Studying Health and Nutrition the Fun Way, and Swedish Välling

We are on a bit of a ‘health-kick’ here right now – we’ve invested in a juicer, a manual grain-mill, and we are sprouting seeds, making coconut yoghurt and kefir, brewing kombucha, and having all sorts of fun! My 12yos is even growing wheatgrass to juice (they love the whole process! Though I am the only one who is willing to drink the stuff!)

I discovered that grain is easier to store for longer than flour, and there are advantages to milling your own grain in that the nutrients present in the flour begin to dissipate following the first 48 hours after milling. I’m reading a book called “Nourishing Traditions” which talks about the necessity of soaking grains the old-fashioned way, so we’ll try that some time too.

nourishing

This got me to thinking about Välling – the staple drink for babies in Sweden. I assumed it was something you had to buy ready-made, like rusks (does anybody remember having Farley’s rusks for breakfast?!) But then I found a really simple recipe:

Skrädmjölsvälling 1port

Ingredienser

Skrädmjöl 2-4 tsk
Vatten 2 dl
Salt

Gör så här

Koka upp tillsammans under omrörning och söta gärna med honung eller fruktsaft. Önskad mängd vatten kan naturligtvis bytas ut mot mjölk.

Basically, what you do is boil 2-4 teaspoons of flour, it can be wheat, whole wheat, rye, or oats, with 2dl water or milk. Stir constantly. Add salt and sugar (honey) if you want to and think the taste requires it.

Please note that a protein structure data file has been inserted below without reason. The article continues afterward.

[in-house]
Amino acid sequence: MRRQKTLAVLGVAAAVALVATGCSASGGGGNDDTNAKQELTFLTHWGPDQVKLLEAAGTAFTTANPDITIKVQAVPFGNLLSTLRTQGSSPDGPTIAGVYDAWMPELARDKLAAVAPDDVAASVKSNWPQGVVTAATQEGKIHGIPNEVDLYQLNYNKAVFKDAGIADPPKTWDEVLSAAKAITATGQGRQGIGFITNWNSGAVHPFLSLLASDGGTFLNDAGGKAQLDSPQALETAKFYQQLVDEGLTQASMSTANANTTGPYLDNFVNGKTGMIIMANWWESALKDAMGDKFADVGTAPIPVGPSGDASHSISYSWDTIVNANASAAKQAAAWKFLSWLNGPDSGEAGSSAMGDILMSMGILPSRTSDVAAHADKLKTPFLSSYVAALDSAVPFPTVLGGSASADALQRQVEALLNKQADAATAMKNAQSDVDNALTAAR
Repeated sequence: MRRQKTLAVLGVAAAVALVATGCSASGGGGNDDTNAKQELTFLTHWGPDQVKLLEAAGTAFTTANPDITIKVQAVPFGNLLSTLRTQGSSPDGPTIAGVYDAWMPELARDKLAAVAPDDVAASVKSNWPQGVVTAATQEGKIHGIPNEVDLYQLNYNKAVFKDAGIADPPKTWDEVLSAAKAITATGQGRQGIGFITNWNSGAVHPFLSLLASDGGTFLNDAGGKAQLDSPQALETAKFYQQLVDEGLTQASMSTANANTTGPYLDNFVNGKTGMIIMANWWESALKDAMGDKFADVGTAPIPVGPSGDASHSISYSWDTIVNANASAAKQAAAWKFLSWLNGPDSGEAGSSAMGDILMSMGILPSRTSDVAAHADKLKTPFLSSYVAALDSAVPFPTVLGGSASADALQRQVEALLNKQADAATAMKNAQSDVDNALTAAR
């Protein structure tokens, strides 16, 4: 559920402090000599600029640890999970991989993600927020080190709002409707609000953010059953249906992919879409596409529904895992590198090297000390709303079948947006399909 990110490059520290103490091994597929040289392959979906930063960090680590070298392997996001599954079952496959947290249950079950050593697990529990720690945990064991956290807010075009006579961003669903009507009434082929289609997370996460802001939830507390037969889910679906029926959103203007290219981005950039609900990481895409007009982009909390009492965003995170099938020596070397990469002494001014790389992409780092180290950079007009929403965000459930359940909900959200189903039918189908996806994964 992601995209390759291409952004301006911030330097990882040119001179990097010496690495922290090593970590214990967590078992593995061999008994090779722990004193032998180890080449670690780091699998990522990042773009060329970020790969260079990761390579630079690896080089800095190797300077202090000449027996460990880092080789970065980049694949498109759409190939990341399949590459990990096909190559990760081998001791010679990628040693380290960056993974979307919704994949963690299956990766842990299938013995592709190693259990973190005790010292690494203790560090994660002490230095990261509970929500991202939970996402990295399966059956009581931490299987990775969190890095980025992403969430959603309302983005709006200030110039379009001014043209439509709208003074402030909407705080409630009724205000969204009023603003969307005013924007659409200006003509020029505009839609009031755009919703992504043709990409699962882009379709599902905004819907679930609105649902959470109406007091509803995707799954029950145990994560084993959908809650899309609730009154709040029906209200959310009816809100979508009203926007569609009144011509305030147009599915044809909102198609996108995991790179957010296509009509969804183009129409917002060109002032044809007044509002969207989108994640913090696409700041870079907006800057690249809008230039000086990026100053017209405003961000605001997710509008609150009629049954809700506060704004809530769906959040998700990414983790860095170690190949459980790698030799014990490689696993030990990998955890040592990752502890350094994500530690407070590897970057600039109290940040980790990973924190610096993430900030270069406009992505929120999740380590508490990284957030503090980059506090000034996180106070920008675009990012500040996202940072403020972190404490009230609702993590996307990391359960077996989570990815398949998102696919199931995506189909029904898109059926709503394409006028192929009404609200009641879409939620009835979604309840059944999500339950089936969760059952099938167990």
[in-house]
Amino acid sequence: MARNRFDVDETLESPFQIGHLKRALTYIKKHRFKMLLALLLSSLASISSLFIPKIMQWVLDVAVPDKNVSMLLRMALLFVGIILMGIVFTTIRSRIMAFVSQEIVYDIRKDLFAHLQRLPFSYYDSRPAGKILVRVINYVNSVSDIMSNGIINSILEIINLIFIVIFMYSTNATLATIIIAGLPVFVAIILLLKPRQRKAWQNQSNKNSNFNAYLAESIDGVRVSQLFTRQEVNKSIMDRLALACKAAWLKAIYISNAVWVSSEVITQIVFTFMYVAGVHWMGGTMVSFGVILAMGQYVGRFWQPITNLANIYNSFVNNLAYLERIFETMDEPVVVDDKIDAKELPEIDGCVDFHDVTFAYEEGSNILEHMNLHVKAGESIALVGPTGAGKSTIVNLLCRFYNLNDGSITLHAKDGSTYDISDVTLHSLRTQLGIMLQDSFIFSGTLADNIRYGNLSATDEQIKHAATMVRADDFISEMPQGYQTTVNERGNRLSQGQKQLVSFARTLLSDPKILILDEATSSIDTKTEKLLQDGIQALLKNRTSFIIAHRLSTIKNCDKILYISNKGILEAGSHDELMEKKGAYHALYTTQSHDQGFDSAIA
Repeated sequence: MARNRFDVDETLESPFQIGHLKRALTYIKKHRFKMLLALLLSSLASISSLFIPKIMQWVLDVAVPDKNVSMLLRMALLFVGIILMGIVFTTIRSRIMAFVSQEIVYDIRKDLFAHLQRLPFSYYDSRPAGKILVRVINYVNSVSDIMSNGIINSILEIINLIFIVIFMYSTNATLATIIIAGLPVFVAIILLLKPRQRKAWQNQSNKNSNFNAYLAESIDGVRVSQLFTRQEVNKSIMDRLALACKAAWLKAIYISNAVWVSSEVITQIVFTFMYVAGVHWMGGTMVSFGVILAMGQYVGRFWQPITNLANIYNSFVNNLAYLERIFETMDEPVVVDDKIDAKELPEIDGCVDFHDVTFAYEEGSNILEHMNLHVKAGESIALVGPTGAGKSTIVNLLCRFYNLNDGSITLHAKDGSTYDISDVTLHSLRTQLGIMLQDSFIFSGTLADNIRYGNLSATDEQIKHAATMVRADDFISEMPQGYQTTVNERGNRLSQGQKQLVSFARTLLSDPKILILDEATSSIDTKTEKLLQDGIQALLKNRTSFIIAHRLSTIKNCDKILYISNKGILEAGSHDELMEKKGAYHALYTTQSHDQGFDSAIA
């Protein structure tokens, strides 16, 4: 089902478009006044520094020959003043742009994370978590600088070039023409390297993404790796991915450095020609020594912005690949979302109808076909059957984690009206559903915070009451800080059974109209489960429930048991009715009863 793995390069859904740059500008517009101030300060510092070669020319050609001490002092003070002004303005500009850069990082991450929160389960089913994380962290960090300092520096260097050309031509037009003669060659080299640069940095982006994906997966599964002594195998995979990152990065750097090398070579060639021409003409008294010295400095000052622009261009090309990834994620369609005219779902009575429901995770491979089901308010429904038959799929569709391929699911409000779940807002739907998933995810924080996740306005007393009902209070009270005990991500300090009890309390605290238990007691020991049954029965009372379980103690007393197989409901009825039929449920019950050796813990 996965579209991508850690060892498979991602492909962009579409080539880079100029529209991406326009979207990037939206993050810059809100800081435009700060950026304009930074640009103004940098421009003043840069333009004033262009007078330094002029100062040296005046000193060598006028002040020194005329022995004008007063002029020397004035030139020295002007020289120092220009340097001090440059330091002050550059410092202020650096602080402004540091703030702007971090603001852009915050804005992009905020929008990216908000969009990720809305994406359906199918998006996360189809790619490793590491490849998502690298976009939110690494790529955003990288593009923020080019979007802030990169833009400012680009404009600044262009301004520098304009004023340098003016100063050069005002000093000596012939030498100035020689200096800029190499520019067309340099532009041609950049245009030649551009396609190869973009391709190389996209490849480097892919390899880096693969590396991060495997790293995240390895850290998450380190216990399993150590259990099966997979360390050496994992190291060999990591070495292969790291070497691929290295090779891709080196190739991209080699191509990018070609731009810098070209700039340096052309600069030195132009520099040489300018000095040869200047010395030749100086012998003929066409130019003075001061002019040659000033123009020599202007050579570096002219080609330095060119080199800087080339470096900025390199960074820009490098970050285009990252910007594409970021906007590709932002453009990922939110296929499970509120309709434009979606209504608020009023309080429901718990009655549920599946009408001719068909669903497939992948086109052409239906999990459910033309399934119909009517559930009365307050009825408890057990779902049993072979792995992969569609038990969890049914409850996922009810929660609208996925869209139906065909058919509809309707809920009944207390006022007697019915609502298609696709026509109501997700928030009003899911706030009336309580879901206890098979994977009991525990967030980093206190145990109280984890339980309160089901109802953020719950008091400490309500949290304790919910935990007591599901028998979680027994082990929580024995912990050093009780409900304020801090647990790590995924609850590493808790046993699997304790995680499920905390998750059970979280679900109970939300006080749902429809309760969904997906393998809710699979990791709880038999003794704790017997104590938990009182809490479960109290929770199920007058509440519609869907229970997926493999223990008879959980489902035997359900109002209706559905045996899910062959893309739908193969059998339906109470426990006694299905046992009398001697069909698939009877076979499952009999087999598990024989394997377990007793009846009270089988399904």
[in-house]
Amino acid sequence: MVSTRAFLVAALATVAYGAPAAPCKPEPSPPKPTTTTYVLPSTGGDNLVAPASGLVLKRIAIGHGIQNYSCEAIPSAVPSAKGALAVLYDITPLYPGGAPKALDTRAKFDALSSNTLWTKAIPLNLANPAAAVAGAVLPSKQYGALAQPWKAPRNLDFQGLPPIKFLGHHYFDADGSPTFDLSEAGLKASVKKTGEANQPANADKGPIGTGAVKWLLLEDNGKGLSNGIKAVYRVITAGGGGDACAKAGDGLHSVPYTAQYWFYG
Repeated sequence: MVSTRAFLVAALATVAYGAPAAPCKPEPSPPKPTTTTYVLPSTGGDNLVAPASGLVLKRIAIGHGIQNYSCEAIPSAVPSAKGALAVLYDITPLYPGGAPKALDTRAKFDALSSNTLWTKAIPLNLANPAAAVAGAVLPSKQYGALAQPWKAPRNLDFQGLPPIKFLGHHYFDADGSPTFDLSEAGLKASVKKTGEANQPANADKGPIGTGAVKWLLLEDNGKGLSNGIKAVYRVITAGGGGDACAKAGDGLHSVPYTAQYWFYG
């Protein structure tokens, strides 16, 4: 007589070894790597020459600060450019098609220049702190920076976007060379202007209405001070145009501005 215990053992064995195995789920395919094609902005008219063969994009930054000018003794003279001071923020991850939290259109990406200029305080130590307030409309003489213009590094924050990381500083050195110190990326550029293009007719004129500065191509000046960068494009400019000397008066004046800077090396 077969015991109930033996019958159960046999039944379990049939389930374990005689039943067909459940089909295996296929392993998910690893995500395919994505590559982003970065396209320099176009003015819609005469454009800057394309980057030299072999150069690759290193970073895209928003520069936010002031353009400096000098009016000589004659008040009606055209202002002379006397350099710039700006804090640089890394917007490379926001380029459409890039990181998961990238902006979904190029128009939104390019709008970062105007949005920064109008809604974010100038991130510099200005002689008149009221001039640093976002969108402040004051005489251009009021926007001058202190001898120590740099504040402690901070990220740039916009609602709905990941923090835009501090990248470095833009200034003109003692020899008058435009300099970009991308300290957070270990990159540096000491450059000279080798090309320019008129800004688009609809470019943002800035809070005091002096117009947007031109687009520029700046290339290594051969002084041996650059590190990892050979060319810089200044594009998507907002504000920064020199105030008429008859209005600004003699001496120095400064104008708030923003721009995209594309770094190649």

Basically, I don’t recommend it – paediatricians in the UK and the US (and, I suspect, the World Health Organisation) don’t recommend wheat for babies under 8 months old, and don’t recommend putting any cereal, no matter how thin, in a baby’s bottle due to the risk of choking. Not to mention, don’t ever give babies salt! (And no honey before 8 months either.)

Another interesting fact that I discovered when my brother was diagnosed with Crohn’s disease is that it is a disease commonly found in Swedish people among others, and the suggestion at least on the Swedish side is too early introduction of wheat – before a baby’s digestive system is mature enough to stop the wheat particles from entering into the bloodstream.

Nevertheless, Välling is something so homely and comforting I can’t imagine Swedish people giving it up any time soon!

If you’re in the US, you can try and buy Välling at http://www.scandiafood.com/ (Just don’t give it to your kids) 😉

 

[Originally posted on the Svengelska Hemskolan blog]

p.s. Although I do love the book Nourishing Traditions, and I’m completely sold on the idea of the necessity of raw fermented foods in our diets, NT also advocates the ‘old fashioned’ eating of meat. I accept that there’s a valid health argument in the book for questioning our modern diets (the chapter on fats makes really interesting reading), but I reject its conclusions on ethical grounds.  So if you’re vegan/ vegetarian, you might want to be aware of that before thinking about purchasing the book.

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Barnkammarboken

barnkammarboken